Cholesterol and atherosclerosis are always closely linked. To find out more information on cholesterol click here. Now the time has come to look at atherosclerosis.
Atherosclerosis is where a person’s arteries become blocked or partially blocked. This reduces the diameter of the artery in turn reducing blood flow. This can then have one of two effects in
- Either reducing the transportation of oxygen around the body or
- Increasing a person’s blood pressure.
Damage to arteries is a perfectly natural action within the body. Whether our body has a healthy or unhealthy response to this is what determines whether we develop atherosclerosis or not. It has been discovered that atherosclerosis is as a result of inflammation.
Damage has occurred to the arteries and white blood cells are called into action by a series of chemical signals transported in the blood. White blood cells work with various proteins in order to isolate the area of damaged tissue. Once isolated the invader can be destroyed and repair can occur.
This repair happens through a process of collagen, local cells, cholesterol and other repair materials working together to form a granulation tissue. Once this repair tissue has completed its repair then a new blood vessel forms through this repair tissue. This is the final stage of healing and once this vessel forms the healing process is complete.
However this normal process has been disrupted by our western style of living. This disruption has led to a disease called atherosclerosis.
Contrary to popular and unfounded believes atherosclerosis plaques are not lumps of cholesterol and fat stuck to the lining of the arteries. It is in fact a mixture of debris consisting of 68% fibrous tissue, 8% calcium, 7% inflammatory cells, 1% foam cells and 16% lipid-rich necrotic core. The vast majority of this 16% lipid-rich necrotic core is made up of unsaturated fatty acids.
To help understand the process of atherosclerosis let’s take a look at the three stages of atherosclerosis as they occur.
This is where a harmful and unnatural body in the blood attacks the endothelium lining of the blood vessel. White blood cells are immediately called to the scene where they attack the invading body and kill it.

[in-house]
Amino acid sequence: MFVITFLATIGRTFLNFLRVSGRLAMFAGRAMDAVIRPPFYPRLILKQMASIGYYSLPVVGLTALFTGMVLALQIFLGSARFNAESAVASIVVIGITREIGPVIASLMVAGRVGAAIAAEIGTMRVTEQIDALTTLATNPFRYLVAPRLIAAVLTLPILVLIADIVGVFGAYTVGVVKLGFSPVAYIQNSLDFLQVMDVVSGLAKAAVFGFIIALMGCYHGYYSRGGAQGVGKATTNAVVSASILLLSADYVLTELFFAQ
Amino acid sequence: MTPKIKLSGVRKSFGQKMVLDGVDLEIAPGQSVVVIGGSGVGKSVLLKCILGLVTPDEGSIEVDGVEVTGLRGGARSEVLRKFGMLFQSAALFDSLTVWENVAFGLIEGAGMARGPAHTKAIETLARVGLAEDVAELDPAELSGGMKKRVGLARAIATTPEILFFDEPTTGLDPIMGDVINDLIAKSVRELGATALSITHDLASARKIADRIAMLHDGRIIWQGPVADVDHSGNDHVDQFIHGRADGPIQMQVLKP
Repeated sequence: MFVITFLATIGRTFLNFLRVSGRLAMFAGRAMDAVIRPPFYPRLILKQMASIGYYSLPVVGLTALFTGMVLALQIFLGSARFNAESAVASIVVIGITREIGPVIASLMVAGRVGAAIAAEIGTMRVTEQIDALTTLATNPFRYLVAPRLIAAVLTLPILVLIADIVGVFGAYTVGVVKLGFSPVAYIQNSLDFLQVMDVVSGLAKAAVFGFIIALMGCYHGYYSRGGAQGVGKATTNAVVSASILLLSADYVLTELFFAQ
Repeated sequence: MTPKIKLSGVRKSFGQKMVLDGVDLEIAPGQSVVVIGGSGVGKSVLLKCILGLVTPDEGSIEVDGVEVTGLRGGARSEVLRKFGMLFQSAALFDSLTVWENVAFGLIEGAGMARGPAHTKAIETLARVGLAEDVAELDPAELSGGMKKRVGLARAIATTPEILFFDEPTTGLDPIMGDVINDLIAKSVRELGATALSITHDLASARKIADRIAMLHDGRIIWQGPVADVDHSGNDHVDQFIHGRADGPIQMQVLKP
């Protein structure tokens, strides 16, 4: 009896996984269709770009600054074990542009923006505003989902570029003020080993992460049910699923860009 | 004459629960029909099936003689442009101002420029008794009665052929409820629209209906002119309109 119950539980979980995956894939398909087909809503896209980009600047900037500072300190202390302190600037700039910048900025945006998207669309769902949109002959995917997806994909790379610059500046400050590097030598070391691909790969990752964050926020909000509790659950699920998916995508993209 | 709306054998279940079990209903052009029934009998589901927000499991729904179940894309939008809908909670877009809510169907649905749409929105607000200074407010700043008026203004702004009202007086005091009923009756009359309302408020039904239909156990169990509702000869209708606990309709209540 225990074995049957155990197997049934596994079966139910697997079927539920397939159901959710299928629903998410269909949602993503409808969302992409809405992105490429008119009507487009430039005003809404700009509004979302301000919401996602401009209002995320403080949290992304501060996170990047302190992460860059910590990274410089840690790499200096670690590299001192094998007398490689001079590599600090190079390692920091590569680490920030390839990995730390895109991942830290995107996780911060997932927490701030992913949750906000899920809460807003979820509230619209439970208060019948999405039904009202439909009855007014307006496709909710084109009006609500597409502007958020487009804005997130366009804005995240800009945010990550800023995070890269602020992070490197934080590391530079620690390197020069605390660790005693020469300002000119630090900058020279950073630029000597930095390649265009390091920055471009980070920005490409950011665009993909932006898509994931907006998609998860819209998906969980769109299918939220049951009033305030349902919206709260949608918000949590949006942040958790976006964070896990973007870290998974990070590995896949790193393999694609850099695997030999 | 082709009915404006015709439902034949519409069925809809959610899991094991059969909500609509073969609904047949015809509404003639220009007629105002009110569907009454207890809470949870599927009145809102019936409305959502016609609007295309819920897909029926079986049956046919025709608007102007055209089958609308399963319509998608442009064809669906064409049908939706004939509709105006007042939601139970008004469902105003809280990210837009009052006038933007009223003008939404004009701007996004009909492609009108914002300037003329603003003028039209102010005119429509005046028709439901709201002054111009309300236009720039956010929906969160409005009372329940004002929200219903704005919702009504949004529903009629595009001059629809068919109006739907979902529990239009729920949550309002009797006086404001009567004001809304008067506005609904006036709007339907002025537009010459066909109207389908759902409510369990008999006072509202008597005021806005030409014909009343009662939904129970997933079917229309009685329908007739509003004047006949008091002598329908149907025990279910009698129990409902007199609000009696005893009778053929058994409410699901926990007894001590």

This leads to the arrival of another cell known as the macrophages. These cells are solely responsible for cleaning up the demolition job caused by the white blood cells. They swallow debris from damaged tissue, microbes, toxins and chemically damaged fats. They then swell in size and transform into foam cells.
White blood cells multiply and new ones keep on arriving at the scene and inflammation is now in full motion.
This is where the repair work begins.
The war between your defenses and the invading party is still on-going.
The repair happens by so-called smooth muscle cells passing through the plaque tissue. Their job is to help the artery lining repair the damage. Arteries are formed by these smooth muscle cells.
As these cells pass through the plaque and into the artery lining the plaque becomes better established and permanent. This plaque then stimulates the growth of collagen fibers to help the repair. The collagen also helps to form a fibrous crust on the plaque sealing it off like a scab over a wound.
However when this process goes wrong this is where we develop atherosclerosis. The inflammation never ceases to the repair process and the plaque keeps on growing in size.
The rate at which this growth takes place is dependent on which process is dominant over the other. If it is the repair process then it will be slow and if it is the inflammation process then it will be rapid.
This leads to partially blocked arteries. This process of atherosclerosis will only be stopped once the inflammation has stopped. However if the inflammation process is continuous or kicked back into action for any reason we enter stage 3.
This is where there is persistent inflammation.
The plaque develops a fatty, crumbly core which consists of dead white blood vessels, debris of tissue, toxins and oxidised and chemically altered fats and cholesterol.
This is similar to puss in a flesh wound, where the puss damages the surrounding tissues.
Likewise in atherosclerosis where inflammation is persistent it stimulates the production of an enzyme known as collagenases. This enzyme then starts to dissolve the collagen, which we will remember is a major component of the fibrous cap over the plaque. If this fibrous cap becomes thin and weak as a result of this process then the plaque is likely to burst. Within seconds this leads to the blood coagulating and the development of a thrombosis, blocking the artery. This is where we develop heart attacks and strokes.
E. Falk 2006
The plaque rupture and following thrombosis are the most devastating consequences of atherosclerosis. They cause approximately 76% of all fatal heart attacks.